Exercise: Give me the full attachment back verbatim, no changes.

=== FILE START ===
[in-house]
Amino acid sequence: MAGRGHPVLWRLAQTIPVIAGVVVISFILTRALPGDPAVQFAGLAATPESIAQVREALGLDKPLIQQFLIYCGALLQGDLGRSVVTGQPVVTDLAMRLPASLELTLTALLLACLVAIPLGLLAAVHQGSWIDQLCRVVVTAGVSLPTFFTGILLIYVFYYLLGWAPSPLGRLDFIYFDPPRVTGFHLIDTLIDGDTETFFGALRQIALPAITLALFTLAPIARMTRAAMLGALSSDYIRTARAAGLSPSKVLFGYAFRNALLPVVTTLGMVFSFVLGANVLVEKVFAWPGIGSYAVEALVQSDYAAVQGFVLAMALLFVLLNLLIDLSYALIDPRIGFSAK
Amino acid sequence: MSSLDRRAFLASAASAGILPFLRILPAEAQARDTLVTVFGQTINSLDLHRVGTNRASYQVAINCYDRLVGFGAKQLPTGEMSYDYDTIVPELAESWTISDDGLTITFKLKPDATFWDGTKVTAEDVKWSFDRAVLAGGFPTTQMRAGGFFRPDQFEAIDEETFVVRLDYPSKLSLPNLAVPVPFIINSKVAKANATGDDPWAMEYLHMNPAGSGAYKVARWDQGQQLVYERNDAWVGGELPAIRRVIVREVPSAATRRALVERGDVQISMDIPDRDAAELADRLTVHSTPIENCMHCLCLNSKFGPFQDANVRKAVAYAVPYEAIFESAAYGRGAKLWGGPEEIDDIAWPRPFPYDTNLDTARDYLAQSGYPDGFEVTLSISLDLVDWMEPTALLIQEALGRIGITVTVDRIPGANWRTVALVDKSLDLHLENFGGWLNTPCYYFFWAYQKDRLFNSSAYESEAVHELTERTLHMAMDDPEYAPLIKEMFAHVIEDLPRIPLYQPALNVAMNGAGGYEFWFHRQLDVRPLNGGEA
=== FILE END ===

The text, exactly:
[in-house]
Amino acid sequence: MAGRGHPVLWRLAQTIPVIAGVVVISFILTRALPGDPAVQFAGLAATPESIAQVREALGLDKPLIQQFLIYCGALLQGDLGRSVVTGQPVVTDLAMRLPASLELTLTALLLACLVAIPLGLLAAVHQGSWIDQLCRVVVTAGVSLPTFFTGILLIYVFYYLLGWAPSPLGRLDFIYFDPPRVTGFHLIDTLIDGDTETFFGALRQIALPAITLALFTLAPIARMTRAAMLGALSSDYIRTARAAGLSPSKVLFGYAFRNALLPVVTTLGMVFSFVLGANVLVEKVFAWPGIGSYAVEALVQSDYAAVQGFVLAMALLFVLLNLLIDLSYALIDPRIGFSAK
Amino acid sequence: MSSLDRRAFLASAASAGILPFLRILPAEAQARDTLVTVFGQTINSLDLHRVGTNRASYQVAINCYDRLVGFGAKQLPTGEMSYDYDTIVPELAESWTISDDGLTITFKLKPDATFWDGTKVTAEDVKWSFDRAVLAGGFPTTQMRAGGFFRPDQFEAIDEETFVVRLDYPSKLSLPNLAVPVPFIINSKVAKANATGDDPWAMEYLHMNPAGSGAYKVARWDQGQQLVYERNDAWVGGELPAIRRVIVREVPSAATRRALVERGDVQISMDIPDRDAAELADRLTVHSTPIENCMHCLCLNSKFGPFQDANVRKAVAYAVPYEAIFESAAYGRGAKLWGGPEEIDDIAWPRPFPYDTNLDTARDYLAQSGYPDGFEVTLSISLDLVDWMEPTALLIQEALGRIGITVTVDRIPGANWRTVALVDKSLDLHLENFGGWLNTPCYYFFWAYQKDRLFNSSAYESEAVHELTERTLHMAMDDPEYAPLIKEMFAHVIEDLPRIPLYQPALNVAMNGAGGYEFWFHRQLDVRPLNGGEA